The Little Red Lighthouse is a retired lighthouse just below the George Washington Bridge. Someone wrote a children's book about it not long after the bridge was built; the gist is that the lighthouse was despondent over no longer being needed, what with the bridge's arching span and foghorn, until one foggy night only the lighthouse's light could stave over a rocky doom for local vessels.

In real life, the lighthouse was retired from service yet persists as part of Washington Park, which is quite literally down the road from me. If you were to walk downhill about two hundred feet and then south about five blocks, you'd be there. So, I signed up to support the swim in my kayak, along with several friends from the Inwood Canoe Club.

Now, this race was different. For one thing, it was a lot farther than the swim portion of the Triathlon - over six miles at least, longer by my reckoning. It also exposed swimmers to stronger currents, putting them out in the channel for most of the race, and in less sheltered waters. The moderate breeze we had managed to kick up some foot-high waves at certain points - mountains, if you're swimming in the water.

Another different is that current plays a much stronger role. Now, regular readers will recall that I have gone on at length about current and wind on the Hudson. In this case, the race started with some ebdd current left, but quickly turned to flood current, heling the swimmers. Unfortunately, not everyone in the race seemed to realize what that meant (and to be fair, for the swimmers it's hard enough to see anything, let alone the direction you ought to travel). I found myself telling people to make hard rights or hard lefts to avoid boats and other obstacles, because a gentler turn would not take them where they needed to be.

That said, once we got past the initial launch, when everyone is crowded at the front, things went along decently. Those of us in kayaks keep an eye on the swimmers, watching for gaps in coverage, and chasing down wayward swimmers. I might joke it's the slowest paddle I've made with current to Dyckman street - altogether, about four hours in boat.

To get there, I paddled the Argonaut out of Pier 96. Incidentally, against near maximum ebb current (actually, not near - it was max ebb). It wasn't nearly as bad as I thought, using the usual tricks - stay close to shore, make a ferry crossing when moving across the current. I made it up to the staging area at 79th street in about half an hour.

I also saw something I wasn't sure happened. Do not read any further if your are squeamish or easily grossed out.

Very near the end, one of the last swimmers paused and tread water for a bit. I asked if he was OK, and he said yes. He asked if that was the end, and I said yes. We drifted a bit and I asked again if he needed help, and he said no. Then he threw up. A couple of convulsions, still treading water. "Let's get you in," I said, and he started to swim. I let him go. he made it in.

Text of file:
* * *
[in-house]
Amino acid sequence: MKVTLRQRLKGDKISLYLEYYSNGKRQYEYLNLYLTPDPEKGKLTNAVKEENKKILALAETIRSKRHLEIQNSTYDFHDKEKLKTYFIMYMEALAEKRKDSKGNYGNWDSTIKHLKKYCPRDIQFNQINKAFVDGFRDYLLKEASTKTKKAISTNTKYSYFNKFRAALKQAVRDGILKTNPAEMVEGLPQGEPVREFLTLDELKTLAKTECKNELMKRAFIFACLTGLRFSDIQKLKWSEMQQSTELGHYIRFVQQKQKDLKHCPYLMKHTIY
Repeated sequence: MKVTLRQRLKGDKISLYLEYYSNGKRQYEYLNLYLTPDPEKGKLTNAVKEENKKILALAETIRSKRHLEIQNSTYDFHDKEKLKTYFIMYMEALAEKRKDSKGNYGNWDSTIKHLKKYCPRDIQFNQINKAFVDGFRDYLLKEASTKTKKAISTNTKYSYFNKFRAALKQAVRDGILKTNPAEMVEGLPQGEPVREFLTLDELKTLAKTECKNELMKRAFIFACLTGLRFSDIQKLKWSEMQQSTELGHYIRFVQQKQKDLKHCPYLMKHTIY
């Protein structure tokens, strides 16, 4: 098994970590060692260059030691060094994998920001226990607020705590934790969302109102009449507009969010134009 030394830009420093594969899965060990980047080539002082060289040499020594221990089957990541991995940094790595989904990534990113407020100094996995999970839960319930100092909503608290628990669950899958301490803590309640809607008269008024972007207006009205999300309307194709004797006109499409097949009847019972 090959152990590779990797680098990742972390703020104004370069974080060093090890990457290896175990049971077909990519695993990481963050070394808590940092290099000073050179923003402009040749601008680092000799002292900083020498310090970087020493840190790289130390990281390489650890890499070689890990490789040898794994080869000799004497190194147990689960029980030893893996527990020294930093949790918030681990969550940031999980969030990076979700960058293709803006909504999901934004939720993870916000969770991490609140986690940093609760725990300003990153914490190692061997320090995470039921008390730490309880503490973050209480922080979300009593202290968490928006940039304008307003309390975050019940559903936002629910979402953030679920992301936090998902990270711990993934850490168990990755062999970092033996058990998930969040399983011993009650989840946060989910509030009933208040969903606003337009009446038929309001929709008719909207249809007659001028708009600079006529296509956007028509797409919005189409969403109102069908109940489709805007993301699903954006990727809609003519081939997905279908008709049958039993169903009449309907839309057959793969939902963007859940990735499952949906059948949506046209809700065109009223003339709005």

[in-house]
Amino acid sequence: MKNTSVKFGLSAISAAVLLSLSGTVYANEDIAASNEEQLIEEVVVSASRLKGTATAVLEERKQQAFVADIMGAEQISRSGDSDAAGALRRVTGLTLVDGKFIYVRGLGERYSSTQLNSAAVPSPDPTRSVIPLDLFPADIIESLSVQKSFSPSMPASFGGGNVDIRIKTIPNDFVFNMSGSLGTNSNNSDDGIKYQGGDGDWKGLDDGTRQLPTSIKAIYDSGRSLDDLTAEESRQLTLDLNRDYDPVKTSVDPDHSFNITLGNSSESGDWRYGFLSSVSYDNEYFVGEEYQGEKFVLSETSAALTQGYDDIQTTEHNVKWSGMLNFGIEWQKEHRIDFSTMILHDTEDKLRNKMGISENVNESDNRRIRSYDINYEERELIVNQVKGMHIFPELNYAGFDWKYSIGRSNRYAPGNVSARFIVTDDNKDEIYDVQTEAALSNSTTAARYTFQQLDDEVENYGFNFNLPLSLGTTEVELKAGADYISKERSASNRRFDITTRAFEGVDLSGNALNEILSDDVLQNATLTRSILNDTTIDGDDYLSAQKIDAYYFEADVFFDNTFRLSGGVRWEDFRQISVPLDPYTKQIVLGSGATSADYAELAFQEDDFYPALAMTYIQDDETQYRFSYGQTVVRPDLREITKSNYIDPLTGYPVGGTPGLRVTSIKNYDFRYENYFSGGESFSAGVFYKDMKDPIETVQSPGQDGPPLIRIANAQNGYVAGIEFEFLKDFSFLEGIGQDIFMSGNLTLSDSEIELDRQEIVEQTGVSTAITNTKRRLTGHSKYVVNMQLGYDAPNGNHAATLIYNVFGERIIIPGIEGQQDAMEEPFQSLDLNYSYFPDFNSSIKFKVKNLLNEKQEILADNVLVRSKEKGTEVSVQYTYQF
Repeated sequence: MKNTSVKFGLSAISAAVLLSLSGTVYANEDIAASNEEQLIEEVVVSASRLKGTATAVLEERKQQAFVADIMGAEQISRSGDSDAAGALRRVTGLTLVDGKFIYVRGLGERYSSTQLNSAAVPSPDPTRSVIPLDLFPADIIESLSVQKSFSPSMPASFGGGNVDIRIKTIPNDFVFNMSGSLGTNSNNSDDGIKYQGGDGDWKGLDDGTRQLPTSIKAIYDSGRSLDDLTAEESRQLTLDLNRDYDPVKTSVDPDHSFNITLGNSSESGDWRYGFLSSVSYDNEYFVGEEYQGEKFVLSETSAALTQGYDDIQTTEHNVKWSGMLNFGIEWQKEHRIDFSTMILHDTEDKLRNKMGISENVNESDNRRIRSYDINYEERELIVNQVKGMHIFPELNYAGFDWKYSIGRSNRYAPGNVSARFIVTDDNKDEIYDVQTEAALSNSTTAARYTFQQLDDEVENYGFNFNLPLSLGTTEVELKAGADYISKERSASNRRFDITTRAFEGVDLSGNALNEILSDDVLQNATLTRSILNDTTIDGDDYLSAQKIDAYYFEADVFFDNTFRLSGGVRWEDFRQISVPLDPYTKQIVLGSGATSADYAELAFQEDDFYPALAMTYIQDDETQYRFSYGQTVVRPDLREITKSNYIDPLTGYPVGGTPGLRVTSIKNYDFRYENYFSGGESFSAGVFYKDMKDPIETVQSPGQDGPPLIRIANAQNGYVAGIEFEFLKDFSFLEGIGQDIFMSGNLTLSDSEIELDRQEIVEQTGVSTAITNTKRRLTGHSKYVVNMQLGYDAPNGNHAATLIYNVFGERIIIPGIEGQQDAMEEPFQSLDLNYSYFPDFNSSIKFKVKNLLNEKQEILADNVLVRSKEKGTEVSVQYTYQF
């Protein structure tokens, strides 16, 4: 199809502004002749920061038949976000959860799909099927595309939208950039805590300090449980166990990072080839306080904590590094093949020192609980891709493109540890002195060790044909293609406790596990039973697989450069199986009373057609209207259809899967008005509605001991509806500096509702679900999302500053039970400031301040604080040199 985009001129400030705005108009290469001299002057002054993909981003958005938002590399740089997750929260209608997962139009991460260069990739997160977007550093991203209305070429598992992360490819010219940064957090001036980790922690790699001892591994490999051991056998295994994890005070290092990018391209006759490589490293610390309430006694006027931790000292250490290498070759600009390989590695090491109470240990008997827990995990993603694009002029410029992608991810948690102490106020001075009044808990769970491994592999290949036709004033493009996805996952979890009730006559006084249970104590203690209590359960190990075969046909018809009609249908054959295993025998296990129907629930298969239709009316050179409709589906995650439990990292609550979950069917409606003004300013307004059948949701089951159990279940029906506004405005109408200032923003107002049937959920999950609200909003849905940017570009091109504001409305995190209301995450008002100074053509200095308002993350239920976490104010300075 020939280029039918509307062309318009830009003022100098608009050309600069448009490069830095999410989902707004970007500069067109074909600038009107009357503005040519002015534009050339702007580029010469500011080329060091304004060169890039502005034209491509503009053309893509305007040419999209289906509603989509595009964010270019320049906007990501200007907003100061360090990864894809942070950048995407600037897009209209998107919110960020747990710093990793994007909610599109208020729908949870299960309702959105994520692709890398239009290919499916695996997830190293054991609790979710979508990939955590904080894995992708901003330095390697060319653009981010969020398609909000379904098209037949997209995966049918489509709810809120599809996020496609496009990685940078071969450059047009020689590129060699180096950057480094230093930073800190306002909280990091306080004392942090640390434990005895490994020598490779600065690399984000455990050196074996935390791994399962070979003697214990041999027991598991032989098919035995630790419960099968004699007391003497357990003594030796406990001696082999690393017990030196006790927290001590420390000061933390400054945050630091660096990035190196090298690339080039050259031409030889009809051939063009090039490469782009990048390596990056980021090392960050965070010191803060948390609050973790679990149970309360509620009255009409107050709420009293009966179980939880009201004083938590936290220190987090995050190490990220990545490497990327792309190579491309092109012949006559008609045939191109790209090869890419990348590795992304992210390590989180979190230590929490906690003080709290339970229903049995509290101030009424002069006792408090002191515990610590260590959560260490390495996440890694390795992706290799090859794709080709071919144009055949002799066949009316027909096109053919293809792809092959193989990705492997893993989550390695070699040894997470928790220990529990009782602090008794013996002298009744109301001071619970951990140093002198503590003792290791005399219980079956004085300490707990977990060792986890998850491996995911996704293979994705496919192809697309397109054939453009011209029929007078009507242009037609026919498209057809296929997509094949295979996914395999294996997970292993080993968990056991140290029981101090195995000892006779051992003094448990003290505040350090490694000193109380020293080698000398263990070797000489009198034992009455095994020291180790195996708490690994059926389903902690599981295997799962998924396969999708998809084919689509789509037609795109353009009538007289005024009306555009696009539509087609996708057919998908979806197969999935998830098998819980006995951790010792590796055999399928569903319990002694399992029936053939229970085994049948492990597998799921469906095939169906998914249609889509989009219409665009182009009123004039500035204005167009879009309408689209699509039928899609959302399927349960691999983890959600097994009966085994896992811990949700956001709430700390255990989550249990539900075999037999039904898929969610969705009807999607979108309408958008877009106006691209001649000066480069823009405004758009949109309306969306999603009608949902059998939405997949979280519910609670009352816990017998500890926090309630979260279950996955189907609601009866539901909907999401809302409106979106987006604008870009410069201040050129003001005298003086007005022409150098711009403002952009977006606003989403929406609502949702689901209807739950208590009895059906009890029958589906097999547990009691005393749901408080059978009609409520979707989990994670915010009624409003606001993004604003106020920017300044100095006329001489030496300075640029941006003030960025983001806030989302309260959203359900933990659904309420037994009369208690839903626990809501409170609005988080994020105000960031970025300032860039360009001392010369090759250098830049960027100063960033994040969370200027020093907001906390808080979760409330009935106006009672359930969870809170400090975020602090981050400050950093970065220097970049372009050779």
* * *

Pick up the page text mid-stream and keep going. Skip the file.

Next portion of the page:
Friday, September 21, 2012


Folks, it's about time I do a little promotional work. I'm not sure where this is going, but I've gone ahead and set up Facebook and Twitter accounts for Kayak Cowgirl, because that's what all the city slickers seem to do.

Now one might think that in her other incarnation as an alleged "IT Professional" that these media would come naturally to the cowgirl. You might expect to find photos and additional links that don't make it to the blog. Cross-platform synergistic crowdsourced customer building, not so much.

Just be sure to keep tuned in in order to keep up with cowgirl's adventures on the trail. There's a few adventures left before the off-season begins.

Marine Traffic - Live !

I'm not sure I'd be using this on the water, but it couldn't hurt to do a little check ahead of time for trips into the harbor.

Saturday, September 15, 2012

The Beginning and the End

Today was meant to be an "off" day - a day for chores, rest, and catching up on little things around the house. It was all that, but the cowgirl managed to start and end her day with some paddling.

First came an invite from KM at the Inwood Canoe Club. KM often heads in early on Saturday mornings and invites others to come along, and today I joined him. We paddled north, with a bit of a headwind against incoming current, but once past Spuyten Duyvil and into the Harlem, we had a pleasant, quite paddle over to Peter Sharp Boathouse. Along the way we observed some sort of Crew event being run by Fordham out of Peter Sharp, and on the way back we saw some Columbia Crew boats out practicing. For those who want to know, we were both in plastic boats, KM in a Necky Manitou, and I was in a Necky Looksha IV.